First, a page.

As the Lunar New Year begins Monday, annual festivities in Washington’s shriveled Chinatown are, for the first time, being promoted by a large marketing firm. New York’s Chinatown, one of the nation’s oldest, has lost its status as home to the city’s largest Chinese population, based on the 2010 census.
Shifts also are under way in Los Angeles, Boston, Houston, San Francisco and Seattle, where shiny new “satellite Chinatowns” in the suburbs and outer city limits rival if not overshadow the originals…
She explained that urban Chinatowns continue to serve a role for newly arrived immigrants with less education or lower skills who seek entry-level work, as well as for elderly residents with poor English skills who cannot drive. But middle-class families are almost nowhere to be found, and in many cities, rising downtown property costs and urban gentrification threaten their traditional existence…
“The movement from big-city ethnic enclaves suggests that discrimination and other barriers to upward mobility have declined,” said Daniel Lichter, a Cornell University sociology professor who is president of the nonprofit Population Association of America. Still, traditional Chinatowns aren’t necessarily going away, he says, comparing them to pockets of “Little Italy” where Americans of all backgrounds now shop and eat.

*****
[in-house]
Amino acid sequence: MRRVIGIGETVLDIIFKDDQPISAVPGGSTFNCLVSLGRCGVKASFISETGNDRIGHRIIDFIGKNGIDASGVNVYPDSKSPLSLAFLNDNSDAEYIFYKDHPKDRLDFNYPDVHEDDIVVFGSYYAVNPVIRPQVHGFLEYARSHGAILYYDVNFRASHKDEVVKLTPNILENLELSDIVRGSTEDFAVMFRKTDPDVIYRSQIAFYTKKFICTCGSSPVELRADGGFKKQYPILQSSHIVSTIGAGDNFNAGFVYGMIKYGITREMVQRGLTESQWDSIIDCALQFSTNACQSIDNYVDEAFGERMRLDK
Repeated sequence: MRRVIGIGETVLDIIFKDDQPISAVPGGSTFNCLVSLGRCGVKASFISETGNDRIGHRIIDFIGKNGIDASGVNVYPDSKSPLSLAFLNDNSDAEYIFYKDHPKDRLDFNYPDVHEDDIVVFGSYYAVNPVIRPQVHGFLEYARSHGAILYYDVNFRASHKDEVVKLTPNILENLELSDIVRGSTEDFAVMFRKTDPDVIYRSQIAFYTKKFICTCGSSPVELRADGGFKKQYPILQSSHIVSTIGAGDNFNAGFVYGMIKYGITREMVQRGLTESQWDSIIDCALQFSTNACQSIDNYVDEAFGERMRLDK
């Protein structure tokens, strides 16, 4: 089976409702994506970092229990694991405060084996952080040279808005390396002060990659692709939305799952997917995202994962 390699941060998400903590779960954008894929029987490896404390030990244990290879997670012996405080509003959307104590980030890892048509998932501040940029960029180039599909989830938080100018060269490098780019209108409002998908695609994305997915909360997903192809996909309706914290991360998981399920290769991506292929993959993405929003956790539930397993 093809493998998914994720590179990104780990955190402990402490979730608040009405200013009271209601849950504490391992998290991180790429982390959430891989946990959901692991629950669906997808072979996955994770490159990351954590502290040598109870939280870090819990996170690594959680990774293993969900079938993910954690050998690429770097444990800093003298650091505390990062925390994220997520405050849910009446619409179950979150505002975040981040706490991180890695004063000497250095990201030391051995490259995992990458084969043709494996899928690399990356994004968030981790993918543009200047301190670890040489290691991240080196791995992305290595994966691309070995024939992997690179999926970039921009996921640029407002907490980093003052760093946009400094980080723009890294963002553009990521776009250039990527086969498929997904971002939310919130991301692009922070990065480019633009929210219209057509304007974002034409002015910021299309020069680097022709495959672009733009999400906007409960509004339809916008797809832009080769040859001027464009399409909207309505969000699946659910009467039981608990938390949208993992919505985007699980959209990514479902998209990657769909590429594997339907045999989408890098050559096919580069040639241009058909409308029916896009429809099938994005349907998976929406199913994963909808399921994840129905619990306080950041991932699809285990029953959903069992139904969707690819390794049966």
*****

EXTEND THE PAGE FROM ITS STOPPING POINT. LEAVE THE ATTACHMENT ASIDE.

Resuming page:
While this article highlights the move of Chinese residents to the suburbs, this is a trend across numerous minority groups. Suburbs used to be formally and informally closed to minorities and yet in recent decades have seen growing minority populations. At the same time, I would still guess that these population shifts in the suburbs are not randomly distributed.
The article hints at the research on “ethnoburbs” but there is a lot more that could be said about this suburban shift. How do these “satellite Chinatowns” differ from urban enclaves and fit in with surrounding urban areas? How many people of other ethnic groups go to these suburban Chinatowns? How do suburbs adapt to the changing demographics?
There is a lot to be explored here in ethnoburbs and other suburbs with significant and/or growing minority populations.